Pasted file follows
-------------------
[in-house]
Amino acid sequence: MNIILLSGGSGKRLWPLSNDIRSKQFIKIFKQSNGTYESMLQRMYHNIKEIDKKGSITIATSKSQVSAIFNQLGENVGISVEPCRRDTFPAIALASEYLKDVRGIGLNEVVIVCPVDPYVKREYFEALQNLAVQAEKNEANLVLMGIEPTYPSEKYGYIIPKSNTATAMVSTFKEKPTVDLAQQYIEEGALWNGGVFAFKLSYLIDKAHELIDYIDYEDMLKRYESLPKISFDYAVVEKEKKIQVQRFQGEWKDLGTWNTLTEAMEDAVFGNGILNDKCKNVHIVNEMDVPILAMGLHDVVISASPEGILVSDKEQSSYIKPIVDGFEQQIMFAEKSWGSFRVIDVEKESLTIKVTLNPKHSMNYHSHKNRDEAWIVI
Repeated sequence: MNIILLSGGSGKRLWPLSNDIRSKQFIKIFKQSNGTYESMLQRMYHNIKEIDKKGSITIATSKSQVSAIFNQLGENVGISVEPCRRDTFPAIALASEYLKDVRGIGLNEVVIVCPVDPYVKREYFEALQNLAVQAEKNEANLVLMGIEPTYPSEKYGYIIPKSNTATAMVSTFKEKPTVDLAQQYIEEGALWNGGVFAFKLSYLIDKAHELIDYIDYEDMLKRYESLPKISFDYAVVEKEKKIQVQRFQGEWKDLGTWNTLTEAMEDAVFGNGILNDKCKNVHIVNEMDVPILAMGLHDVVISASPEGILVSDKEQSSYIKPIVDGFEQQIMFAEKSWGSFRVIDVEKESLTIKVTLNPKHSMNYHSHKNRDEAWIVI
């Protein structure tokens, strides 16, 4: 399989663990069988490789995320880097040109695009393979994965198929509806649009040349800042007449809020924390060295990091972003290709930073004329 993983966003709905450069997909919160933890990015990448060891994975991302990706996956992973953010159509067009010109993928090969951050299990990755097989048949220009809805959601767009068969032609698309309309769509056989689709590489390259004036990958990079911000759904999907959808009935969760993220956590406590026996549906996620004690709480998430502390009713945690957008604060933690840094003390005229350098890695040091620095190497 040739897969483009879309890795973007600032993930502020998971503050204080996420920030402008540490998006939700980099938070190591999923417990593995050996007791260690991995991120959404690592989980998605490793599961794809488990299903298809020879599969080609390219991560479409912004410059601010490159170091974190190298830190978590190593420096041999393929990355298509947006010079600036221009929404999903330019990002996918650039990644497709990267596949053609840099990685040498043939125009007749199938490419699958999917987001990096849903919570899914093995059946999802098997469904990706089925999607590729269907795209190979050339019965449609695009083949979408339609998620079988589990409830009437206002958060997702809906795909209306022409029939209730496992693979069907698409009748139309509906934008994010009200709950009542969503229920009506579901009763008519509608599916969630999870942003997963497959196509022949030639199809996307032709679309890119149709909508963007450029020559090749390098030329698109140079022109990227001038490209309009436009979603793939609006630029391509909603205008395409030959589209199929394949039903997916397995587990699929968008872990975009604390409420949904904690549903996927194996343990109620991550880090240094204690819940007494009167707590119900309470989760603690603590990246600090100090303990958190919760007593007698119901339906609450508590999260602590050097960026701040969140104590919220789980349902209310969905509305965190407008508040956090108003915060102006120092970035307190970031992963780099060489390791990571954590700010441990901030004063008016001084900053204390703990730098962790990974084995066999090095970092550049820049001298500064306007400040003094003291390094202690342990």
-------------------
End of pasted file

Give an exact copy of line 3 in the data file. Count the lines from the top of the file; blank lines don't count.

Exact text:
Repeated sequence: MNIILLSGGSGKRLWPLSNDIRSKQFIKIFKQSNGTYESMLQRMYHNIKEIDKKGSITIATSKSQVSAIFNQLGENVGISVEPCRRDTFPAIALASEYLKDVRGIGLNEVVIVCPVDPYVKREYFEALQNLAVQAEKNEANLVLMGIEPTYPSEKYGYIIPKSNTATAMVSTFKEKPTVDLAQQYIEEGALWNGGVFAFKLSYLIDKAHELIDYIDYEDMLKRYESLPKISFDYAVVEKEKKIQVQRFQGEWKDLGTWNTLTEAMEDAVFGNGILNDKCKNVHIVNEMDVPILAMGLHDVVISASPEGILVSDKEQSSYIKPIVDGFEQQIMFAEKSWGSFRVIDVEKESLTIKVTLNPKHSMNYHSHKNRDEAWIVI